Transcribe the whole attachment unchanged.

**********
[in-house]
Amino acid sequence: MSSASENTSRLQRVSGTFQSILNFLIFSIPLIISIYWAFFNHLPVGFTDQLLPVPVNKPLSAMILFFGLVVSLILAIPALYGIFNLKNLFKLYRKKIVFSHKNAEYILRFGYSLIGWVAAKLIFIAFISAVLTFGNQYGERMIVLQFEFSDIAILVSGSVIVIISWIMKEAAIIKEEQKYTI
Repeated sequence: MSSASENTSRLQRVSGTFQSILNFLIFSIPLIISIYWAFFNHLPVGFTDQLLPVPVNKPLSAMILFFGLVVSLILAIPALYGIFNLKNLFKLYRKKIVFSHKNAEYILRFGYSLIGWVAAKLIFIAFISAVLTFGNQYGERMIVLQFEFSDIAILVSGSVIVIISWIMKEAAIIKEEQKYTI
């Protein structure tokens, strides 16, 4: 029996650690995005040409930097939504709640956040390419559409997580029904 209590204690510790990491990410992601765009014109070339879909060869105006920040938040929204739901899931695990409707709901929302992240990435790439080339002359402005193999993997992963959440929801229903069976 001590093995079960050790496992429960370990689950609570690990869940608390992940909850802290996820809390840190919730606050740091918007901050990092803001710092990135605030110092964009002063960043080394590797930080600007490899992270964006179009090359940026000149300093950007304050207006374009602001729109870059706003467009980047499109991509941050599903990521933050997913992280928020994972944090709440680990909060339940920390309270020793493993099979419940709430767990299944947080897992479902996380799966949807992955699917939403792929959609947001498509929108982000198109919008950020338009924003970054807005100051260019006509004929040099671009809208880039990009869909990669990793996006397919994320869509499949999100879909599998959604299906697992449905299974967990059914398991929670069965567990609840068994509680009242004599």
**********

[in-house]
Amino acid sequence: MSSASENTSRLQRVSGTFQSILNFLIFSIPLIISIYWAFFNHLPVGFTDQLLPVPVNKPLSAMILFFGLVVSLILAIPALYGIFNLKNLFKLYRKKIVFSHKNAEYILRFGYSLIGWVAAKLIFIAFISAVLTFGNQYGERMIVLQFEFSDIAILVSGSVIVIISWIMKEAAIIKEEQKYTI
Repeated sequence: MSSASENTSRLQRVSGTFQSILNFLIFSIPLIISIYWAFFNHLPVGFTDQLLPVPVNKPLSAMILFFGLVVSLILAIPALYGIFNLKNLFKLYRKKIVFSHKNAEYILRFGYSLIGWVAAKLIFIAFISAVLTFGNQYGERMIVLQFEFSDIAILVSGSVIVIISWIMKEAAIIKEEQKYTI
């Protein structure tokens, strides 16, 4: 029996650690995005040409930097939504709640956040390419559409997580029904 209590204690510790990491990410992601765009014109070339879909060869105006920040938040929204739901899931695990409707709901929302992240990435790439080339002359402005193999993997992963959440929801229903069976 001590093995079960050790496992429960370990689950609570690990869940608390992940909850802290996820809390840190919730606050740091918007901050990092803001710092990135605030110092964009002063960043080394590797930080600007490899992270964006179009090359940026000149300093950007304050207006374009602001729109870059706003467009980047499109991509941050599903990521933050997913992280928020994972944090709440680990909060339940920390309270020793493993099979419940709430767990299944947080897992479902996380799966949807992955699917939403792929959609947001498509929108982000198109919008950020338009924003970054807005100051260019006509004929040099671009809208880039990009869909990669990793996006397919994320869509499949999100879909599998959604299906697992449905299974967990059914398991929670069965567990609840068994509680009242004599």